does my child have an eating disorder quiz

Does my child have an eating disorder quiz

Are you wondering “Does my child have an eating disorder?” Maybe you have noticed that your child has been behaving differently around food lately. Maybe you’ve noticed changes in how your child eats. Or maybe you just have a sneaking suspicion that your child is keeping something secret from you.

Take the quiz: Does my child have an eating disorder quiz

The bottom line is that if you have landed on this page, then you have some concerns about your child’s eating patterns. That’s a significant reason to be concerned and take some action.

Parenting for positive food and body

Common signs of an eating disorder

You are probably familiar with some of the common criteria used to diagnose an eating disorder. They include:

  • Restricting food
  • Binge-eating food
  • Purging food using vomiting, laxatives or exercise
  • Intense fear of gaining weight
  • Inaccurate self-image in terms of body weight and shape

Sometimes a parent can recognize these obvious signs in a child. However, more often, the obvious signs are hard to spot for three main reasons:

  1. Secrecy: It is common for a child who has an eating disorder to hide their major symptoms. Parents are often not aware they exist.
  2. Diet Culture: Our society applauds weight loss and efforts to control the body through food restriction. Parents can miss critical eating disorder symptoms because they fall under socially-acceptable dieting behavior.
  3. “Terrible Teen” Myths: Our culture believes that adolescents are “difficult” and obsessed with their bodies. As a result, eating disorder behaviors can remain hidden in plain sight.

Does my child have an eating disorder quiz

This quiz will help you hone in on your concerns about whether your child has an eating disorder. This quiz cannot take the place of a medical and psychological evaluation. It’s only designed to help a parent whose “spidey senses” are tingling to determine the next course of action.

No online quiz can take the place of a parent’s intuition that something is wrong. So even if you don’t get a clear result, an evaluation could be helpful. It may not be an eating disorder. It may be something entirely different. But you should listen closely to your instincts that something is going on with your child. Please seek help from someone who is qualified to help you figure out what it is.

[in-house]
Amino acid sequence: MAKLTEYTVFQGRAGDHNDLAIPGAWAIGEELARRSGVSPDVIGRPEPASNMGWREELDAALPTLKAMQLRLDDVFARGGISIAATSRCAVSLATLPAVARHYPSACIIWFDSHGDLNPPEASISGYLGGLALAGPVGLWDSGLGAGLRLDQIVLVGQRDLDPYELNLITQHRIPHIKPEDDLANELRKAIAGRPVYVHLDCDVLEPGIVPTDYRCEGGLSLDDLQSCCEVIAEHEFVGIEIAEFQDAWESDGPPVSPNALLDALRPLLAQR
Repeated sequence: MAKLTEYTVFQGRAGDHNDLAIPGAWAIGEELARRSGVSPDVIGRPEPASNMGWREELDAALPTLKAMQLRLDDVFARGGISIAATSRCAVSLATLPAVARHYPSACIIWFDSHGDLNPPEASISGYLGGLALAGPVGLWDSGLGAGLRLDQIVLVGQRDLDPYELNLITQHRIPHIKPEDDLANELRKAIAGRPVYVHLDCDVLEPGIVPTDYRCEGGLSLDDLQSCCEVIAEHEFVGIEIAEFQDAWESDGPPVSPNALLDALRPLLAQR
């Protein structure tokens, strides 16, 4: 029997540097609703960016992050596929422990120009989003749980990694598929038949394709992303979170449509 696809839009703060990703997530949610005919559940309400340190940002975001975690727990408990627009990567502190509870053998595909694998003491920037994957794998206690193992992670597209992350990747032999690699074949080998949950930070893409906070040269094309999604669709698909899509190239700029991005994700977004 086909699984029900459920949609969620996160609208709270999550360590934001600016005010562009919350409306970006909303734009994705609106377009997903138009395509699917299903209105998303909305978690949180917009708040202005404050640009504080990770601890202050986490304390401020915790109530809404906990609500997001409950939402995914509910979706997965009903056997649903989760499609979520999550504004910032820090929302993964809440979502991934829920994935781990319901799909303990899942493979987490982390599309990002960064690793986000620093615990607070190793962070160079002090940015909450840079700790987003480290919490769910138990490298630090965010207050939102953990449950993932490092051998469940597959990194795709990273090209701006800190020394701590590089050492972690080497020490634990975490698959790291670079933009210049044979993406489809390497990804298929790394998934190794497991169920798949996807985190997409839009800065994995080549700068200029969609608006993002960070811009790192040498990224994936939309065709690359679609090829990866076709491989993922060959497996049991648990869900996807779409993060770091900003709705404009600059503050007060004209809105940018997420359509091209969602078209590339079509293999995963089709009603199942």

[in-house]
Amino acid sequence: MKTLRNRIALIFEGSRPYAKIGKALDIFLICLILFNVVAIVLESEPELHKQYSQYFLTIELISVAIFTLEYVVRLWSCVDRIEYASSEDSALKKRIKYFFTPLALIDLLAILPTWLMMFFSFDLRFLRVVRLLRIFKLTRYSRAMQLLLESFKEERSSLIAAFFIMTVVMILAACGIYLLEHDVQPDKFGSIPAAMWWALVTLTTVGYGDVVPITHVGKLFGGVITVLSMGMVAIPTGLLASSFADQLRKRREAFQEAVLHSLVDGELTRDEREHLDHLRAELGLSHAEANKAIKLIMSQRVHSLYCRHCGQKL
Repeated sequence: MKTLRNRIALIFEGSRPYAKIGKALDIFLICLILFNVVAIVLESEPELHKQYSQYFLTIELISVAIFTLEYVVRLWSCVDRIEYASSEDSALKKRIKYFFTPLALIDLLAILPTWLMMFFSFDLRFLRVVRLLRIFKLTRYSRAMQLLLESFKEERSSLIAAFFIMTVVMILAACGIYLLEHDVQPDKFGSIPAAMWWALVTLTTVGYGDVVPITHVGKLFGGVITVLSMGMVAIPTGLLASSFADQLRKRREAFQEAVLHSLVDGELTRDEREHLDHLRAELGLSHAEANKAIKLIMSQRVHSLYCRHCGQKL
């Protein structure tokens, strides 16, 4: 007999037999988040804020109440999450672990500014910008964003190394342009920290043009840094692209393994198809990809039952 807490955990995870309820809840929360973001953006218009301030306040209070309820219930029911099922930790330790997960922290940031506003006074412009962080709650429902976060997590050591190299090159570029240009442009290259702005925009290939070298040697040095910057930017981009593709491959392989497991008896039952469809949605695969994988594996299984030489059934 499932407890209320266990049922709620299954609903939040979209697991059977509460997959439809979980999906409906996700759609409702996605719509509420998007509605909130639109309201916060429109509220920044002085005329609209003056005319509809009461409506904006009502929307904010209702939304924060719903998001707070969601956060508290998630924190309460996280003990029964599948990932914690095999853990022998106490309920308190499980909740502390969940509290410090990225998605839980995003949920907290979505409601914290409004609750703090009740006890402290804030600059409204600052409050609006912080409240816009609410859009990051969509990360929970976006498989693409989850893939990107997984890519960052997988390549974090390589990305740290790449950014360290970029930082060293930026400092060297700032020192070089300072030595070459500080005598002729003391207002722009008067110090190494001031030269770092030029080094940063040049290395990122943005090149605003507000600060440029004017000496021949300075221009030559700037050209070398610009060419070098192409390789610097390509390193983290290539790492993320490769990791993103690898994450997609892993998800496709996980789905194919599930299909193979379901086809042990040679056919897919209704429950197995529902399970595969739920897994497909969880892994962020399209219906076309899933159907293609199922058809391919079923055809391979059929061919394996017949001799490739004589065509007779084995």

A word of caution

It is best not to dive into asking direct questions of your child. Eating disorders are secretive and can go underground when directly challenged. Even the most loving parents can inadvertently make mistakes when approaching an eating disorder. Questions about eating behaviors – even if they seem benign – can feel confrontational or threatening. Many kids resist parental involvement in our eating disorders and will deny their existence even when asked directly.

Begin by contacting the National Eating Disorders Association (NEDA) Helpline at (800) 931-2237. Trained volunteers are available Monday-Thursday from 9AM to 9PM ET, and Friday from 9AM to 5PM ET.

parent coach

The best approach is to consult with a trained and experienced eating disorder expert. They will answer your questions and provide guidance about the best way to approach this with your child.

A gentle, compassionate, and calm approach will help your child enter recovery willingly, which will lead to much greater success. No matter how much you love your child, they are unlikely to recover for your sake alone. They need to find their own drive for recovery.

Take the quiz: Does my child have an eating disorder quiz

Does My Child Have an Eating Disorder Quiz (3)

If you would like to read more about how parents can recognize eating disorder symptoms, please check out these articles:

3 defining symptoms of eating disorders that everyone overlooks

Body hate and obsession with appearance are not “normal” teenage behaviors

But she doesn’t look like she has an eating disorder! What people need to know about the emotional profile of eating disorders

Ginny Jones is the editor of She writes about parenting, body image, disordered eating, and eating disorders. Ginny is also a Parent Coach who helps parents handle their kids’ food and body issues.

LEGAL DISCLAIMER: The information on this website is not intended or implied to be a substitute for professional medical advice, diagnosis or treatment. All content, including text, graphics, images, and information, contained on or available through this website is for general information purposes only.

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